Interest received by a US limited liability company from convertible bonds issued by a German debtor is subject to German withholding tax pursuant to Sec. 49 (1) No. 5 letter a Income Tax Act. This also applies if partial debentures were issued for these bonds. With its decision, the Supreme Tax Court put an end to the existing discussions and differing opinions in the professional literature regarding the correlation of two provisions in the Income Tax Act on that subject.
The relevant provisions of the Income Tax Act
According to Sec. 49 (1) No. 5 letter a Income Tax Act (ITA) domestic income subject to limited income tax liability includes, i. a., investment income within the meaning of Sec. 20 (1) No. 1, except for distributions on investment fund units, if the debtor has a German residence, management, or seat. Pursuant to 2nd half sentence of Sec. 49 (1) No. 5 a ITA “this” also applies to income on convertible or profit-sharing bonds.
Sec. 49 (1) No. 5 letter c ITA, on the other hand, deals with the limited tax liability for investment income within the meaning of Sec. 20 (1) Nos. 5 and 7 ITA (i. a. “income from other capital receivables of any kind”): A limited income tax liability arises where the investment is directly or indirectly secured by mortgage of domestic real estate, of domestic rights subject to the real estate provisions of civil law, or of ships entered in a domestic register of shipping. Here, however, sentence 2 states that “excluded (from a limited tax liability) is interest on bonds and loans for which debentures have been issued” (partial debentures/bonds or “Teilschuldverschreibungen”).
Case of dispute
The parties are in dispute as to whether interest income received by a foreign shareholder (plaintiff) from convertible bonds, through which partial debentures were issued, was subject to limited tax liability in Germany in the years 2012 and 2013 and thus be subject to a 25 per cent withholding tax. The plaintiff has neither a permanent establishment nor a permanent representative in Germany. On the due payment date of the interest the German issuer of the bond did not deduct and pay the 25 per cent withholding tax. The tax office therefore issued a notification holding the issuer liable for payment of the withholding tax. The regional tax court dismissed the appeal as unfounded. So did the Supreme Tax Court.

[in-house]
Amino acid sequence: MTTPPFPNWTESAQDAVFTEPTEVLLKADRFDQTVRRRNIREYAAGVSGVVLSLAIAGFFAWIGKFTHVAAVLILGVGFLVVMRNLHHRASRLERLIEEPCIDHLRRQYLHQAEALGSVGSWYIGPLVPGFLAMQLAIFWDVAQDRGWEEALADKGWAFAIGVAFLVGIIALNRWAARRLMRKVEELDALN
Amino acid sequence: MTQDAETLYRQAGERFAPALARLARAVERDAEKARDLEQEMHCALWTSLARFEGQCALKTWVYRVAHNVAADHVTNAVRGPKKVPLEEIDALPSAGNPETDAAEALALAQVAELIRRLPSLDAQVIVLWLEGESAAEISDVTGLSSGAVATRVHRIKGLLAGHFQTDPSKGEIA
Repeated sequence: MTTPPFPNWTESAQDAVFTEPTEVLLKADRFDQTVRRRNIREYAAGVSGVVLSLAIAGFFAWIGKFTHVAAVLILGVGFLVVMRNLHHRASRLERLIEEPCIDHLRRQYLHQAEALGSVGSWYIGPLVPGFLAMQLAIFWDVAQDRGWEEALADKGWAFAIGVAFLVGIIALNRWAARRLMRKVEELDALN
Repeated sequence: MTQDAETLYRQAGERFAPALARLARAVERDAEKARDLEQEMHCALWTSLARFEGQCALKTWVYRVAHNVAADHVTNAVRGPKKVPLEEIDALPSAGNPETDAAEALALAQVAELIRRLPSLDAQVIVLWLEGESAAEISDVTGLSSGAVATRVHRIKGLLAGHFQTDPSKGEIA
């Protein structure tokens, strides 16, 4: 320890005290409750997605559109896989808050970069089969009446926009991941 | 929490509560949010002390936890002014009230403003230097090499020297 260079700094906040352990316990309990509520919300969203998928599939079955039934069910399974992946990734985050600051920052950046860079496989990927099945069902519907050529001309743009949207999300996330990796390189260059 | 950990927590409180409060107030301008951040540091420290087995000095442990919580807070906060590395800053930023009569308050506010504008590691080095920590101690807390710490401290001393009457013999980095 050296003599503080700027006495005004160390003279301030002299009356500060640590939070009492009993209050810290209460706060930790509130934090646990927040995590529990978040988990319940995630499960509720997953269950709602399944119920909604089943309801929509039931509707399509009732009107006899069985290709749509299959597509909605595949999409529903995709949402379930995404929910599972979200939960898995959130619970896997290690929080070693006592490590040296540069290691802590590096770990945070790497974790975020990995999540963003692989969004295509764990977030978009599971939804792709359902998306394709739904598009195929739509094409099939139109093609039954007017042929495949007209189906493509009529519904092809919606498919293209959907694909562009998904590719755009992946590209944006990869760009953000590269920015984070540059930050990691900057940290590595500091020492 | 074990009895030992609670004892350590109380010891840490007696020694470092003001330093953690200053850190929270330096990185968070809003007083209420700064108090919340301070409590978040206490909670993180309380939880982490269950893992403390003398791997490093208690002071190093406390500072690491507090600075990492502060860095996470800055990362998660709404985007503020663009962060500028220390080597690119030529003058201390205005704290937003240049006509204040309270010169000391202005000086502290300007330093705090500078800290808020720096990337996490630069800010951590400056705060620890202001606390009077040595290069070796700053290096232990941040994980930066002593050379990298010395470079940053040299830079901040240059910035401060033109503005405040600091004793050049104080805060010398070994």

Since the plaintiff, as the holder of the convertible bonds, is not resident in Germany, the obligation to withhold and pay the withholding tax additionally requires that the interest is among the types of income which is subject to limited taxation as provided for in Sec. 49 ITA. In the past, the relevant criteria which must be fulfilled for a tax withholding were highly controversial and debatable in the case of interest from convertible bonds. This has now been finally clarified and confirmed by the Supreme Tax Court as follows:
The definition “income from other investments” as specified in Section 20 (1) No. 7 ITA also includes interest from convertible bonds, which is generally subject to withholding tax pursuant to Section 43 (1) Sentence 1 No. 2 ITA. The limited tax liability for income from convertible bonds is to be determined and derived exclusively from Section 49 (1) No. 5 letter a ITA, the specific exceptions mentioned in Sec. 49 (1) No. 5 letter c (see above), i. e. “except for partial debentures/bonds, insofar as they are not convertible bonds or participating bonds” do not apply to interest from convertible bonds as such.
Section 49 (1) no. 5 letter a ITA not only defines the criteria for a limited German tax liability (“German source income”) , but also addresses the limited tax liability of certain types of capital investment income. According to the second half of the sentence, “this (i.e., the definition as German source income) should also apply to convertible bonds”. The SupremeTax Court went on to say that the wording of this provision not only defines the criteria which give rise to a limited tax liability, but also finally determines the limited tax liability for the special type of income from convertible bonds. This provision is more specific and thus has precedence over Sec. 49 (1) No. 5 letter c ITA.
Moreover, the special rule for convertible bonds in Sec. 49 (1) No. 5 letter a ITA would have virtually no scope of application if the exception for partial bonds (debentures) under Sec. 49 (1) No. 5 letter c ITA were also to be considered. After all, convertible bonds are generally issued as partial bonds.
Supreme Tax Court decision of 13 July 2021 (case ref.: I R 6/18), published on 11 November 2021.